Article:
Saturday, January 30, 2010
Thursday, January 28, 2010
Sunday, January 24, 2010
Here it is in a nutshell: Benedict’s top priority is internal, directed at the inner life of the Catholic Church. His aim is to restore a strong sense of traditional Catholic identity, in order to inoculate the church against infection by radical secularism. That’s not just a personal hobbyhorse of this pope, but rather the culmination of 50 years of mounting concern inside Catholicism that the church has gone too far in accommodating the ways and means of the secular world. Today, this wave of “evangelical Catholic” energy is the most important policy-setting force in the church.
As a result, when Benedict XVI says or does things that affect Judaism, the key is often to understand that he’s not really talking to Jews but to other Catholics.
Thus, Benedict’s decision to revive the old Latin Mass, including that infamous prayer for the conversion of Jews, was certainly not crafted as a statement about Judaism. Instead, Benedict sees the old Mass as a classic carrier of Catholic identity, an antidote to any tendency to secularize the church’s worship. Likewise, Benedict did not lift the excommunications of four traditionalist bishops, including one who believes the Nazis didn’t use gas chambers, to endorse their troubled history with antisemitism. Rather, he did so because the traditionalists act as a leaven in the church, fostering appreciation for the Catholic past — even if their ideas on some matters lie far from the pope’s own thinking.
The Holy Father's declaring this the Year of the Priest is part of his overall strategy of revitalizing Catholic identity. We've seen a blurring of the distinction between the ordained priesthood and the priesthood of all the faithful over the past forty years. The priest is not superior to the laity, but he is nonetheless different from the lay person at the very center of his being. As the seminarian approaches candidacy for Holy Orders and his diaconate ordination, he needs to pray hard and meditate on that priestly identity. He has not been ordained yet, but he should have internalized his vocation and future identity as an alter Christus. As my adviser put it, "If you make it to candidacy and you still haven't resolved the questions that ought to be resolved at the college or pre-theology level, then you have cheated yourself and holy Mother Church."
I have a long way to go before candidacy, let alone, God willing, priesthood. But at the same time, a seminarian is not just another lay man attending Secular U where we rock and roll all night and party every day. The seminary is where you need to form the habits that will be with you throughout your priesthood, above all a solid spiritual life with much personal prayer. That's not to say the seminary is not also a place of continuing discernment. No matter what God wills for you, you must allow Him to work in your life, above all through prayer and regular spiritual direction. I've seen it in our fourth year men - they grew in their time in the seminary. They became more and more secure in the faith that this is what God wills for them. You can see it yourself. I've met many seminarians of whom I thought, "He'll make an awesome priest." It might be you some day.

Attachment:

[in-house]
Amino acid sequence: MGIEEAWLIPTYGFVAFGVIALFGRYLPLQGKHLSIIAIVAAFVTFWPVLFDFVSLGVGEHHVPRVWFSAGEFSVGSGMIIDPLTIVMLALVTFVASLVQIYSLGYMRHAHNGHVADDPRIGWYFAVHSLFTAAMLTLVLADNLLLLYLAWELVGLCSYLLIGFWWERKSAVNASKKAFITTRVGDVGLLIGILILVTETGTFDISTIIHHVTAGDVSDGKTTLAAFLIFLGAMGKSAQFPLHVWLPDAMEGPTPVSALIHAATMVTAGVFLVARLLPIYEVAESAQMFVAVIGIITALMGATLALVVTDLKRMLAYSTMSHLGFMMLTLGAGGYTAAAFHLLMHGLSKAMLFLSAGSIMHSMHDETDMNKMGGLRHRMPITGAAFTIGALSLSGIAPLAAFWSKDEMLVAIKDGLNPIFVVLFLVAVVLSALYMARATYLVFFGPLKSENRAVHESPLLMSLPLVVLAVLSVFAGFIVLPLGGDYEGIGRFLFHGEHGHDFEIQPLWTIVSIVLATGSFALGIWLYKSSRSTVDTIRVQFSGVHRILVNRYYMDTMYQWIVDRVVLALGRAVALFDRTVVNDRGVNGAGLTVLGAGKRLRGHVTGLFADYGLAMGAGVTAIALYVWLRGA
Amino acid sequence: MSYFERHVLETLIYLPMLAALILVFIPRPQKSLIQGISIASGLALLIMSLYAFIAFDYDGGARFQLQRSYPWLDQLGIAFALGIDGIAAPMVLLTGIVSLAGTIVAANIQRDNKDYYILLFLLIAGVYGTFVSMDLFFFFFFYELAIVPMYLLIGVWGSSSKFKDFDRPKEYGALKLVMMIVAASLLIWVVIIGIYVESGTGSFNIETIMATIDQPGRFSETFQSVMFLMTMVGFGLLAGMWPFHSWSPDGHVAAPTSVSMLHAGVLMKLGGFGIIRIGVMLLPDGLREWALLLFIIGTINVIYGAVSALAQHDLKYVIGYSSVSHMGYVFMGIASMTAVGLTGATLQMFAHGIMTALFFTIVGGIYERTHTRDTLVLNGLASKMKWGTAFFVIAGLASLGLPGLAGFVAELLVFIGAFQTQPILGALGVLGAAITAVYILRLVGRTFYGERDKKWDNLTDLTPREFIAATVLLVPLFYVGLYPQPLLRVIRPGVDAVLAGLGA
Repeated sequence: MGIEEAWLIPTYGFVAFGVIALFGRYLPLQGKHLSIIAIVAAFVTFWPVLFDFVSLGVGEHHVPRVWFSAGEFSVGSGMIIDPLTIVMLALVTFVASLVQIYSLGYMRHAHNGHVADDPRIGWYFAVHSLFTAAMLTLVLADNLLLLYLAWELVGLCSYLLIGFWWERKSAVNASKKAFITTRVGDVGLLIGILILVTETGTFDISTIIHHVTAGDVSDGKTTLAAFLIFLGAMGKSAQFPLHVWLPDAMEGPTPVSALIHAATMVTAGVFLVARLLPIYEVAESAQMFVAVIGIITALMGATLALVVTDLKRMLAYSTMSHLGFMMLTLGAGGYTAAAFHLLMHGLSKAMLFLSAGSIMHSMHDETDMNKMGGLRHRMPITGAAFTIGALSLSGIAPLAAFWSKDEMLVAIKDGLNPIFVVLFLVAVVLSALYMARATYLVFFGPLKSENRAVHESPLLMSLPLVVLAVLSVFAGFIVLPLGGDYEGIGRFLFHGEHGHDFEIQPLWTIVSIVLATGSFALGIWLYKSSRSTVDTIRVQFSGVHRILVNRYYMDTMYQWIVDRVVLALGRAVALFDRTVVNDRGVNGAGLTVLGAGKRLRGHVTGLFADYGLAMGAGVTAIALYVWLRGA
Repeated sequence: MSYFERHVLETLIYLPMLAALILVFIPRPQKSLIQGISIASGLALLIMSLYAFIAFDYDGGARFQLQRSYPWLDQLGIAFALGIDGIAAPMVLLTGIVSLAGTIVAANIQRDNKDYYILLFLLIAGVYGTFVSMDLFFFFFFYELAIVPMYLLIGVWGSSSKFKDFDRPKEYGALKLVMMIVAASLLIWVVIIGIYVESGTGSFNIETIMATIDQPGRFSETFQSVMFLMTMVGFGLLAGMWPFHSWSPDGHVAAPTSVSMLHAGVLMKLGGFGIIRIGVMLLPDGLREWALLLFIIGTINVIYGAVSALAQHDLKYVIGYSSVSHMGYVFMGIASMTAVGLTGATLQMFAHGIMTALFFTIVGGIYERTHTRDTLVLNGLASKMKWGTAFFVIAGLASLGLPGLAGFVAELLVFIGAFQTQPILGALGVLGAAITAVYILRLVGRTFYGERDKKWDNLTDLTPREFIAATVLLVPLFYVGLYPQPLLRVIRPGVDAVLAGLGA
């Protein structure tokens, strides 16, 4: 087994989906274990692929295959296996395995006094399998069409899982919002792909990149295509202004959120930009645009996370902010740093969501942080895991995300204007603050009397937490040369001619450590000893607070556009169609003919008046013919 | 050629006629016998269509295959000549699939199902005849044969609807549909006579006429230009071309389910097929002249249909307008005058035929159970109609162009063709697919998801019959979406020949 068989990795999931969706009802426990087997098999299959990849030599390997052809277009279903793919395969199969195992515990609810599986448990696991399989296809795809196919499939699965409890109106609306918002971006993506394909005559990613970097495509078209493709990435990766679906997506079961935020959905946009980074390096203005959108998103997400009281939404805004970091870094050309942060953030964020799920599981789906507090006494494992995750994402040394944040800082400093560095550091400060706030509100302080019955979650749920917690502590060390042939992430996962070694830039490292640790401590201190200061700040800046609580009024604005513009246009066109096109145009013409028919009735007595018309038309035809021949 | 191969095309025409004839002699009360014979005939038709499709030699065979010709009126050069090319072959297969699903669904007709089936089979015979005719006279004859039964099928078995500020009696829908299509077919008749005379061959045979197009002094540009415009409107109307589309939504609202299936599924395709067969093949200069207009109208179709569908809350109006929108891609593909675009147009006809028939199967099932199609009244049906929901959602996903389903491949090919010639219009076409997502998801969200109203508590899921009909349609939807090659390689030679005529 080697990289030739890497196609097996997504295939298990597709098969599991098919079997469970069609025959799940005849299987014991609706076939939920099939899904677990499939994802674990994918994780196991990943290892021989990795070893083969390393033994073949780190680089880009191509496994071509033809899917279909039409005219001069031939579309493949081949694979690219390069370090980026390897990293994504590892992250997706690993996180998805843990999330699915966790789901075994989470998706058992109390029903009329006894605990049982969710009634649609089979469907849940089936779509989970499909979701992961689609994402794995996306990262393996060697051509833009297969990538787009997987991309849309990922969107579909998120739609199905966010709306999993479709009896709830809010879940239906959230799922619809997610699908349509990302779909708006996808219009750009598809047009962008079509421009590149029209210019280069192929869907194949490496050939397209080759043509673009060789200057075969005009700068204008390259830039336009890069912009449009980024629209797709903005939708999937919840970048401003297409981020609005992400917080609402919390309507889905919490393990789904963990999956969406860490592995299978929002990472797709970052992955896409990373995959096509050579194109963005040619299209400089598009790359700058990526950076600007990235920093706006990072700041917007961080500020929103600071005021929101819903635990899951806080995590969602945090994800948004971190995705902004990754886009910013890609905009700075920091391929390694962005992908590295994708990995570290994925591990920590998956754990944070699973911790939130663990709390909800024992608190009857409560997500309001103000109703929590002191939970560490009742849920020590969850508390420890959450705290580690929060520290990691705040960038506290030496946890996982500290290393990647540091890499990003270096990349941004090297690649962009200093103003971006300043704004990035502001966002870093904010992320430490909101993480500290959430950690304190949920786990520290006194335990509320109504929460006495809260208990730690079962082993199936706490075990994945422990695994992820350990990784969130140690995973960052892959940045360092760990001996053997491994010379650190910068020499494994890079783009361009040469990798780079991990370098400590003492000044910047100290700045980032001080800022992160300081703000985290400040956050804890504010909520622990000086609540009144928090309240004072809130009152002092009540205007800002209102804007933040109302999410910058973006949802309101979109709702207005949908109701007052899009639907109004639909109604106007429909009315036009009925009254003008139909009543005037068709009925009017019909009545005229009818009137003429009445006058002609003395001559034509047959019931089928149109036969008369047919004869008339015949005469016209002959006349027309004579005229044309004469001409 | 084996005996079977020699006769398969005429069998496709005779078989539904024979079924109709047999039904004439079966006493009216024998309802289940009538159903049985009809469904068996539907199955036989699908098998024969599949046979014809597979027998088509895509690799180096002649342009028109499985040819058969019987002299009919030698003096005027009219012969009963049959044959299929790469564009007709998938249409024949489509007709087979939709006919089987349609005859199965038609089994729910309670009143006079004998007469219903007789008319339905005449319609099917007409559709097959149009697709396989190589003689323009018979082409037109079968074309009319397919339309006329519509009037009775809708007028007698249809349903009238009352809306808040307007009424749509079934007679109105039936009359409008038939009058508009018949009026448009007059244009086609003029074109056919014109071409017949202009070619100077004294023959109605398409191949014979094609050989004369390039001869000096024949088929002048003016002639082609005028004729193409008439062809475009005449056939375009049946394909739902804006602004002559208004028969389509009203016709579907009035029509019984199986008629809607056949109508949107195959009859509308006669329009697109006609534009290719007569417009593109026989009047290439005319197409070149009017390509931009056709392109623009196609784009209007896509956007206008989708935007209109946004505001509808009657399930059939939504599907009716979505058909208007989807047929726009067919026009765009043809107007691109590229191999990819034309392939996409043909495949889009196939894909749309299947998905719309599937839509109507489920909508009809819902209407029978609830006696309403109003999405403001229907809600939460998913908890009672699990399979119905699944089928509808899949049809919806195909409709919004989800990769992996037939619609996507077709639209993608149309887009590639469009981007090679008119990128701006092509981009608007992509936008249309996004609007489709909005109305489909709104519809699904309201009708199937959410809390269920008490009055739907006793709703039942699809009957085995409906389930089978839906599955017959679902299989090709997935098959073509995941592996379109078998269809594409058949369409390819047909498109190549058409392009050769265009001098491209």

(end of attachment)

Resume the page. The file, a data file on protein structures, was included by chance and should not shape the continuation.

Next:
Our day began with Mass at San Francisco's Cathedral of St. Mary of the Assumption. Archbishop Niederauer concelebrated with many of California's bishops, including our own Bishop Jaime Soto who processed in alongside Bishop Salvatore Cordileone of Oakland. What I remember most vividly from the Mass was Archbishop Niederauer opening his homily with, "I will be a priest for forty eight years this April. This is only the second time I've heard the wrong Gospel for the day." He has a dry sense of humor like that, heh. But he gave a powerful homily afterward. He didn't name names but we all knew whom he meant when the Archbishop said that many members of the Catholic family do not accept Mother Church's teachings on abortion. But, he said, the sanctity of human life is not something on which good Catholics can disagree. All of us are morally obligated to oppose the evil of abortion no matter our state in life. He said it deeply gratified and humbled him to see so many of the lay faithful from all over the west to walk for life in a city that is hostile to our teachings on human life and the family, to put it mildly.
We gathered in Justin Herman Plaza near Fisherman's Wharf to hear the guest speakers. One of them was Abby Johnson, a former Planned Parenthood employee, who through God's grace came to see the evil of abortion, repented, and is now a dedicated pro-life activist. I was deeply moved to see so many thousands of people come out despite the pouring rain. The thing you have to understand about the Walk for Life West Coast is the local media doesn't care for us. Last year a local columnist described it as a "dog and pony show." At 30,000 people last year, that's some show! I don't know how many people came this year. It was difficult to get an accurate count in that sea of umbrellas, but a good rule of thumb is to add at least ten thousand to whatever number the local media reports, and to divide by two whatever number of counter-protesters they name. From my point of view, the opposition definitely declined from what it was last year.
Almost all of St. Patrick's seminarians made it out there in addition to men from Mt. Angel (including our own Raj Derivera, Josh Sia, and Patrick Arquelles), St. John's in Camarillo, and St. John Vianney in Denver. We all quickly became separated in the ocean of people. What I like best about the Walk is getting to meet lay people from all over the Western United States. Coincidentally, I met a woman from St. Stephen the First Martyr parish in Sacramento, where my ex-girlfriend is getting married in April. I didn't run into anyone from my home parish this year, but from what I've seen on Facebook, they were there!